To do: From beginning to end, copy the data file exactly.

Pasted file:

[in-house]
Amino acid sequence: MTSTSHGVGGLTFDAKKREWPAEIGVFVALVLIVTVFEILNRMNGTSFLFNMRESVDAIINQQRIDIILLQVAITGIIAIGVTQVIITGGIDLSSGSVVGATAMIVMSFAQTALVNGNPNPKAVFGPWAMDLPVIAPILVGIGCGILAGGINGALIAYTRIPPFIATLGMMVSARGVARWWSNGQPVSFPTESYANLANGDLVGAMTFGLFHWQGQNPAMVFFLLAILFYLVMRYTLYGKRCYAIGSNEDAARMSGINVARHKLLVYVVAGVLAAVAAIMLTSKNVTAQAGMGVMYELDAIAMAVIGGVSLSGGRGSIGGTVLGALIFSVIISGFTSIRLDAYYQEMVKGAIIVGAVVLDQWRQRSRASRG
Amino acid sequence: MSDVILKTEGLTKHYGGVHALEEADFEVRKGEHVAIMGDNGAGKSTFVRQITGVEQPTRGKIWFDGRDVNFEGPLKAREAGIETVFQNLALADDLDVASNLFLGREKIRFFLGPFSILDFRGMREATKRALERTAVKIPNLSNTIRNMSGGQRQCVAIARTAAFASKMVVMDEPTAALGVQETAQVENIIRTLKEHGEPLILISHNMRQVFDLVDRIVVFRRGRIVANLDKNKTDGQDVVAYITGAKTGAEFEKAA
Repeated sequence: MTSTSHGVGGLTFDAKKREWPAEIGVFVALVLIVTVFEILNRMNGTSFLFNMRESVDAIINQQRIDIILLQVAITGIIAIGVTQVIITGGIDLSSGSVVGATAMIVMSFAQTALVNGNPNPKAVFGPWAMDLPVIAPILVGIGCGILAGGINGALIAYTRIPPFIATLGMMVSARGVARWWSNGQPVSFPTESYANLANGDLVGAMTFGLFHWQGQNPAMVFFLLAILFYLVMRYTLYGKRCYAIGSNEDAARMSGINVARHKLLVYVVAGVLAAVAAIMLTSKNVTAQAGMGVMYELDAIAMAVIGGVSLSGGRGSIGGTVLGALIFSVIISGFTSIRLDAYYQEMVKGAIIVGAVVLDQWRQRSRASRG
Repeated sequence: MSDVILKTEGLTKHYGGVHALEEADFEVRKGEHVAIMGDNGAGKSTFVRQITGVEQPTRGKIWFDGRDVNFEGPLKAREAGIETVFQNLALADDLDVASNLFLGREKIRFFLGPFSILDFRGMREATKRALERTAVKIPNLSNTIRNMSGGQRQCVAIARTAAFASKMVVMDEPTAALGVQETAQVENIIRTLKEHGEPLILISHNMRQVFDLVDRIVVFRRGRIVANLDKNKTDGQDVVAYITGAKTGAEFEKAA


[in-house]
Amino acid sequence: MTSTSHGVGGLTFDAKKREWPAEIGVFVALVLIVTVFEILNRMNGTSFLFNMRESVDAIINQQRIDIILLQVAITGIIAIGVTQVIITGGIDLSSGSVVGATAMIVMSFAQTALVNGNPNPKAVFGPWAMDLPVIAPILVGIGCGILAGGINGALIAYTRIPPFIATLGMMVSARGVARWWSNGQPVSFPTESYANLANGDLVGAMTFGLFHWQGQNPAMVFFLLAILFYLVMRYTLYGKRCYAIGSNEDAARMSGINVARHKLLVYVVAGVLAAVAAIMLTSKNVTAQAGMGVMYELDAIAMAVIGGVSLSGGRGSIGGTVLGALIFSVIISGFTSIRLDAYYQEMVKGAIIVGAVVLDQWRQRSRASRG
Amino acid sequence: MSDVILKTEGLTKHYGGVHALEEADFEVRKGEHVAIMGDNGAGKSTFVRQITGVEQPTRGKIWFDGRDVNFEGPLKAREAGIETVFQNLALADDLDVASNLFLGREKIRFFLGPFSILDFRGMREATKRALERTAVKIPNLSNTIRNMSGGQRQCVAIARTAAFASKMVVMDEPTAALGVQETAQVENIIRTLKEHGEPLILISHNMRQVFDLVDRIVVFRRGRIVANLDKNKTDGQDVVAYITGAKTGAEFEKAA
Repeated sequence: MTSTSHGVGGLTFDAKKREWPAEIGVFVALVLIVTVFEILNRMNGTSFLFNMRESVDAIINQQRIDIILLQVAITGIIAIGVTQVIITGGIDLSSGSVVGATAMIVMSFAQTALVNGNPNPKAVFGPWAMDLPVIAPILVGIGCGILAGGINGALIAYTRIPPFIATLGMMVSARGVARWWSNGQPVSFPTESYANLANGDLVGAMTFGLFHWQGQNPAMVFFLLAILFYLVMRYTLYGKRCYAIGSNEDAARMSGINVARHKLLVYVVAGVLAAVAAIMLTSKNVTAQAGMGVMYELDAIAMAVIGGVSLSGGRGSIGGTVLGALIFSVIISGFTSIRLDAYYQEMVKGAIIVGAVVLDQWRQRSRASRG
Repeated sequence: MSDVILKTEGLTKHYGGVHALEEADFEVRKGEHVAIMGDNGAGKSTFVRQITGVEQPTRGKIWFDGRDVNFEGPLKAREAGIETVFQNLALADDLDVASNLFLGREKIRFFLGPFSILDFRGMREATKRALERTAVKIPNLSNTIRNMSGGQRQCVAIARTAAFASKMVVMDEPTAALGVQETAQVENIIRTLKEHGEPLILISHNMRQVFDLVDRIVVFRRGRIVANLDKNKTDGQDVVAYITGAKTGAEFEKAA